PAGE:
Skate Kitchen (2018) Director Crystal Moselle's documentary style narrative of skater girl culture.
Updated: Nov 19, 2018
I had the great pleasure of watching Skate Kitchen (2018) at the first ever FFFEST film festival (women's film festival) in downtown Los Angeles this past month. Following the film, director Crystal Moselle spoke about the process of creating her epic film about the lives of skater girls in NYC. It started out with curiosity, a conversation she was intently listening in on the subway. The conversation prompted her to ask if these girls would be interested in being in a short film about their lives. What turned into a short became a full feature and the amazing thing about this film was that it was an authentic representation of these girls lives.
In order to prepare for the film Moselle became somewhat of a dorm mother for over a year before shooting began. Hanging out doing palates, eating, sleeping, talking and skating with these girls in order to build up a rapport that translates on film. They did take acting classes but their mannerisms, street style and skateboarding are who they really are. What comes across is a narrative film with a documentary feel.
The most important image running through out the film are that of the little girls who walk by clutching their mother's hands and turn around to take a better look at these young girls in all of their skateboarding glory. What I took from that imagery of the little girls looking up in awe at these teenagers skateboarding, is the biggest thing missing in so many coming of age films about young girls. When a young girl can see something bigger than themselves, connect, and identify with an action that has no merit in societal gender stereotypes, there is reason to celebrate. If she can do it I can do it. We can be who we want to be. But not so fast there is always the status quo to contend with.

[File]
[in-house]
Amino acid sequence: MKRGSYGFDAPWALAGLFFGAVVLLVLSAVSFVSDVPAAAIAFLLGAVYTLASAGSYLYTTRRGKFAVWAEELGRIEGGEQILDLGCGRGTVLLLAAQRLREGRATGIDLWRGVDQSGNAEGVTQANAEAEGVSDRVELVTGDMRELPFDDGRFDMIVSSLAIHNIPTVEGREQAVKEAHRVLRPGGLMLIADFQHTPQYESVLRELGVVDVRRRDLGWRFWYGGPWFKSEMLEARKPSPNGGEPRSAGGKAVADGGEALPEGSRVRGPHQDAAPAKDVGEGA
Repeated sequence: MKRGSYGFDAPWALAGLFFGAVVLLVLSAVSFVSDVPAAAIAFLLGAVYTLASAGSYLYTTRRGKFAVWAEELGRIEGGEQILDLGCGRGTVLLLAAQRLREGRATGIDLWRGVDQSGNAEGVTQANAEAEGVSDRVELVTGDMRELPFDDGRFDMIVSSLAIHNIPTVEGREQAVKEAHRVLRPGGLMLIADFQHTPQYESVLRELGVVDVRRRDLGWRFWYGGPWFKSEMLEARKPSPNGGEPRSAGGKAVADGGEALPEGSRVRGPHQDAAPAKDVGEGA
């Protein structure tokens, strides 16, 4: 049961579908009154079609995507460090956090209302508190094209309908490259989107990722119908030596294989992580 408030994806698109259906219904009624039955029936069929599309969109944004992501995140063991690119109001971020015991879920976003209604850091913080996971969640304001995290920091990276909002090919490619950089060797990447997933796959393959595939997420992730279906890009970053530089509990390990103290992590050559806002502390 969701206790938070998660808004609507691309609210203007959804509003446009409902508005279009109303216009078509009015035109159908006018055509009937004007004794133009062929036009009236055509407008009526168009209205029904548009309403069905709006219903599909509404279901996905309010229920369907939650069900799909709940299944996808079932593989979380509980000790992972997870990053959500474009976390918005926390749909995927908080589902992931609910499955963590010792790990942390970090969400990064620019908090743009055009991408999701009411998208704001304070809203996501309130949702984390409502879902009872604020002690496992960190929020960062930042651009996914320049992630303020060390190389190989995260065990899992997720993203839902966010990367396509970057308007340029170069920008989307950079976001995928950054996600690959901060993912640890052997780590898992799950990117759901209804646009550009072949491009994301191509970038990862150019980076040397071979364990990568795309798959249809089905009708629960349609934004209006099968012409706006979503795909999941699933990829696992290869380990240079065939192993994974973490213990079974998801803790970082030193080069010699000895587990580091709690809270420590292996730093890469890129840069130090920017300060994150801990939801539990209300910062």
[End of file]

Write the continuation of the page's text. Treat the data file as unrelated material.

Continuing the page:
Our protagonist Camille played by Rachelle Vinberg a lonely teenager who lives on the outskirts of the city with her single mom played by Elizabeth Rodriguez is in a constant tug of war with her mom. When Camille has an accident on her board in the beginning of the film she bleeds from her vagina, as she hits herself on the hard concrete. The first thing her mother thinks of saying to Camille is how important it is for her to become a mother one day and she is fearful she may hurt herself skateboarding and do reproductive harm. The more Camille's mom takes away Camille's ability to skateboard, the more Camille resents her and pushes her away. Camille goes so far as to run away and that is when her freedom and growth begin as a young girl seeking refuge from what her mother wants her to be and who she naturally is becoming. Camille goes from being an isolated teenager to learning about the interpersonal dynamics of female and male friendships. Nothing comes easy for Camille, she doesn't seem to be able to get a fair shake. Her nativity and lack of sexual experience come through when she starts to interact at skate parties and watches the other kids experimenting with sex and drugs. She wants to fit in but it can be painful when you don't have a real sense of how it all works. The world can be isolating and overwhelming even when you think you may have found your tribe, but at such a tender age they really don't know who they are either, and Moselle's film does an amazing job of keeping it authentic with no real Hollywood ending. Yet, we expect Camille's character to stay true to herself and in that we have the hope to know she will ultimately find her way.